Everglades National Park in the US offers some memorable encounters with subtropical wilderness. A biosphere reserve, this massive protected wetland in South Florida is home to rare species, such as the West Indian Manatee, American crocodile and the Florida panther.


Image via Carol Grant/Visit Citrus

From the many activities at Everglades (the third largest National Park in the U.S.), we find swimming with the manatees the most… endearing. Here is a small description of these gentle giants from the park service:

While some claim the West Indian manatee is ugly, with a face only a mother could love, most people are drawn to this marine creature, describing it as homely and having the appeal of a plump grandmother with flippers like oven mitts, outstretched as if inviting a hug.

Listed as an endangered species, the Florida manatee should be treated with constant care. Every tour in the region requires a previous training, where tourists watch a video on “passive observation”. They learn how to peacefully “coexist” with these gigantic, but friendly mammals.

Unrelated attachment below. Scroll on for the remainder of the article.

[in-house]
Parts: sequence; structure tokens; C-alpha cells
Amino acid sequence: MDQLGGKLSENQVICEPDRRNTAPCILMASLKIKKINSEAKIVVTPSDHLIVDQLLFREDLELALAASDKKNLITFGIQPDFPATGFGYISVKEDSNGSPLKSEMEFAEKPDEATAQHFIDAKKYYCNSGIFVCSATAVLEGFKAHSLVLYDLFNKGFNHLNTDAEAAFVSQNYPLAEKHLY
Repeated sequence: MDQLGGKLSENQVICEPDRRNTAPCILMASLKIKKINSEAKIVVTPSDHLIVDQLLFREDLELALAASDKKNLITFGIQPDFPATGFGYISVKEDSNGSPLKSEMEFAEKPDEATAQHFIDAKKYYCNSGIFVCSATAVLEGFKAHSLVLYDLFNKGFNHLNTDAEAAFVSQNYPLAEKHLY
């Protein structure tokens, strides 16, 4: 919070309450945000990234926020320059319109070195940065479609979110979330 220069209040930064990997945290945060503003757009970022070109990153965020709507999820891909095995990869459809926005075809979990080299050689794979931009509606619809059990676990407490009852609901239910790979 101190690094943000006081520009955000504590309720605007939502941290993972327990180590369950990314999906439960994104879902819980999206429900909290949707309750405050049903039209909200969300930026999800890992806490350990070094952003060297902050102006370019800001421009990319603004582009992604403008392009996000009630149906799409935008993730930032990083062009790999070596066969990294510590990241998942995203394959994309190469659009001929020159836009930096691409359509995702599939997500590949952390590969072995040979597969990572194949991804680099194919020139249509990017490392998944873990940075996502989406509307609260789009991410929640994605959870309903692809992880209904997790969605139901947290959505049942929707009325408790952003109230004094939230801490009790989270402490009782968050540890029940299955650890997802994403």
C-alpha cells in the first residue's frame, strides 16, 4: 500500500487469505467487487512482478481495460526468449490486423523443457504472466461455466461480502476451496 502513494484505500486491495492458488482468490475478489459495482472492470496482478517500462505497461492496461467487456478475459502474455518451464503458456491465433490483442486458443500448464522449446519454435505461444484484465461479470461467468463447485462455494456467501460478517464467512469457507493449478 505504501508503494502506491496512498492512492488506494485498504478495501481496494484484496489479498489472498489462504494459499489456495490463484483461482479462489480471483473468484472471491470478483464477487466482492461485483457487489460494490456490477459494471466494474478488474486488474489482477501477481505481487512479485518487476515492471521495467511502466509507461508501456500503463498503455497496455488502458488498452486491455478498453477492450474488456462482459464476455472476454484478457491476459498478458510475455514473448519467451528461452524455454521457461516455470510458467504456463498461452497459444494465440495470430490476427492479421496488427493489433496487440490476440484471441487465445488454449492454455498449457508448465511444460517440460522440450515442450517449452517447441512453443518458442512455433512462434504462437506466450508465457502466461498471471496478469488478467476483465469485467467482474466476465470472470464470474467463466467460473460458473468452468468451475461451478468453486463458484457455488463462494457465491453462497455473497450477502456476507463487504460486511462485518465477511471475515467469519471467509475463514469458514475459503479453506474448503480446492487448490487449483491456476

While you are there, they can either feed on aquatic algae, go up to the surface for air, or simply sleep. In each of the cases, the small training is aimed to make the experience  a comfortable one for both manatees and human visitors.
If you are lucky, you will find manatees that will swim extremely close and check you out, sometimes rather insistently. Baby manatees are known to get closer and “kiss” visitors for us many times as they are allowed.


Best time to take a boat tour in the Everglades at Crystal River is early morning, 06:45 or 07.0 (the swimming with manatee season is considered to start from November and last until April). The smaller the tour, the better. Be sure to ask the operators in advance about your real chances of meeting a manatee.

Read more about this experience on Bohemian Trails and have a look at the travel offers for Everglades National Park. If you met these placid, but fantastic creatures up close, we would love to hear more about it.


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